And it was predominantly children who occupied those ventilators, enduring weeks on their backs encased in such “iron lungs”. Only their head, sealed by a rubber gasket around their neck, protruded, while the machine alternately boosted and vented the air pressure—much like a milking-plant vacuum pump—inside the chamber. Strict quarantines meant even their parents couldn’t visit them. Many kids hobbled home to recuperate in leg splints. Some never took them off again. Many adults, meanwhile, died not from their first bout of polio but from post-polio syndrome—muscle weakness and paralysis that arises years later.
There’s no cure for polio. Between two and five per cent of children and 15 to 30 per cent of adults who contract the disease die. According to Health Department records, polio infected nearly 9500 New Zealanders between 1915 and 1961. It killed 835 of them.
And Aotearoa wasn’t the only country grappling with polio. In the United States, there were 119,000 cases of the disease and 6600 deaths between 1951 and 1953. In 1952 alone, 21,000 people were left paralysed.
Back in 1916, people thought they could keep polio at bay by hanging mothballs around their necks and rubbing rosemary on their skin. In the real world, though, our bodies employ a different defence.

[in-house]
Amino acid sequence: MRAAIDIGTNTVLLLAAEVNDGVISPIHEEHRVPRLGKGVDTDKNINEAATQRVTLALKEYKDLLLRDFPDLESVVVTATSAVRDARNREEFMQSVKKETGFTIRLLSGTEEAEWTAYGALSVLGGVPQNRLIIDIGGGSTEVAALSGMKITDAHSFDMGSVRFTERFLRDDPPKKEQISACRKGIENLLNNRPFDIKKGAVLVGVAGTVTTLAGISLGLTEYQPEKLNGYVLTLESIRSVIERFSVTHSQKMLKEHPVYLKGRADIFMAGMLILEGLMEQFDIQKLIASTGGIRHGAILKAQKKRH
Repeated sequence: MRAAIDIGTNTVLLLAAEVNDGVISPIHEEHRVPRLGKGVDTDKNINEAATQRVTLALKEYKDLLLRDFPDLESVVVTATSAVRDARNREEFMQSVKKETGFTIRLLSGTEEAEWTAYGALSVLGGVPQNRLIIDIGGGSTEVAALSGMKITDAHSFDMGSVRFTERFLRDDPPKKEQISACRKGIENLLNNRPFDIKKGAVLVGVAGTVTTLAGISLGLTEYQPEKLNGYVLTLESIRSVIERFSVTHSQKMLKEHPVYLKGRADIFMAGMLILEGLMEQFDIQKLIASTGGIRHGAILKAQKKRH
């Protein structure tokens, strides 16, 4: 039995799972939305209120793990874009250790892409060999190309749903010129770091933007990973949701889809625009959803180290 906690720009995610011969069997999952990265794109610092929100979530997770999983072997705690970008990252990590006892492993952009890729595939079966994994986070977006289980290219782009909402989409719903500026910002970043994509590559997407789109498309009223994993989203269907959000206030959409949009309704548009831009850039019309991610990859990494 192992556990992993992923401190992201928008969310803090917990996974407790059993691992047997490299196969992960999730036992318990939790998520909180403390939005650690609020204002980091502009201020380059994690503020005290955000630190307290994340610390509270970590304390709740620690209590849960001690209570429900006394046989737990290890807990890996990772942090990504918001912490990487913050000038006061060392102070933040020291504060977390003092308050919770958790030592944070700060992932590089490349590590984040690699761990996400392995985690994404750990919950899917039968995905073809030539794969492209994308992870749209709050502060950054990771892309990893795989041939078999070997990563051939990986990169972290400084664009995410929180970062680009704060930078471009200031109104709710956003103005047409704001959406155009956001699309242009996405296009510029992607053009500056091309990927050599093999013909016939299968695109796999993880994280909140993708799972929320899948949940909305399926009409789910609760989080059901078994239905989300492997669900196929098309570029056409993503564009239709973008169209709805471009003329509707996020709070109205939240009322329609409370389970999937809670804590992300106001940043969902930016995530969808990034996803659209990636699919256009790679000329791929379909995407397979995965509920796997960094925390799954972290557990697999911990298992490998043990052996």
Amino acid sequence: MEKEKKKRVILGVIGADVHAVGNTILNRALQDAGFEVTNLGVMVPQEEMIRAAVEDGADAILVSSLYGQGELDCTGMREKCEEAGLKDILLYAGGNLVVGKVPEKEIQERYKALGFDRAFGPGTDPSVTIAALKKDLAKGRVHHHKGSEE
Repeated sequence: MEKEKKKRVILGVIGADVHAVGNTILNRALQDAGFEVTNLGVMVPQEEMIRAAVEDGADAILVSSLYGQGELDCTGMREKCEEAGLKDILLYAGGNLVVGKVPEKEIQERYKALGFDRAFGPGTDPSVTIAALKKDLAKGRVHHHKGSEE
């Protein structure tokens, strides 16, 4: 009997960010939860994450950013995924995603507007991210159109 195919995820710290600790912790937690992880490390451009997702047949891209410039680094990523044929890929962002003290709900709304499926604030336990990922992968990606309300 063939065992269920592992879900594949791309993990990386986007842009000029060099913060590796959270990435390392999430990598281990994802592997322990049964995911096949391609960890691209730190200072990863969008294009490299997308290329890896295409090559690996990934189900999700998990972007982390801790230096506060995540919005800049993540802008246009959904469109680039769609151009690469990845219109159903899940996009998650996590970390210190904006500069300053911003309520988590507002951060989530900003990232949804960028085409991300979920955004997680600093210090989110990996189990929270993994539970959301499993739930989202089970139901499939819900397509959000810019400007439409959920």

Why do viruses mutate? TAP TO FIND OUT...
For any organism, it’s a case of adapt or die, and viruses are no exception. As people’s resistance to a virus grows, it puts pressure on the virus to beat that resistance. It does this through mutation, which is not a deliberate act—more of a lucky break. Like everything else, viruses replicate by making copies of their genetic material, but mistakes happen during the copying process, so that the new version might have a different trait. This can go either way for the virus. The new trait may be detrimental, in which case, the new variant fizzles out. But it might give the virus an advantage, in which case it becomes more successful than previous strains.
Once a virus is inside you, it hijacks your cells to multiply and spread. Your immune system fights back with various types of white blood cells, antibodies and chemicals, explains University of Auckland vaccinologist Helen Petousis-Harris. “Macrophages lead the charge,” she says, by ingesting and dismantling the virus particles. Those broken bits of virus are called antigens (short for “antibody generator”), and your body rallies specially adapted white blood cells called lymphocytes to attack them. B-lymphocytes produce antibodies that pick off the pieces of the virus left behind by the macrophages, or they inactivate the virus and target it for destruction, while T-lymphocytes attack your own cells that have already been infected.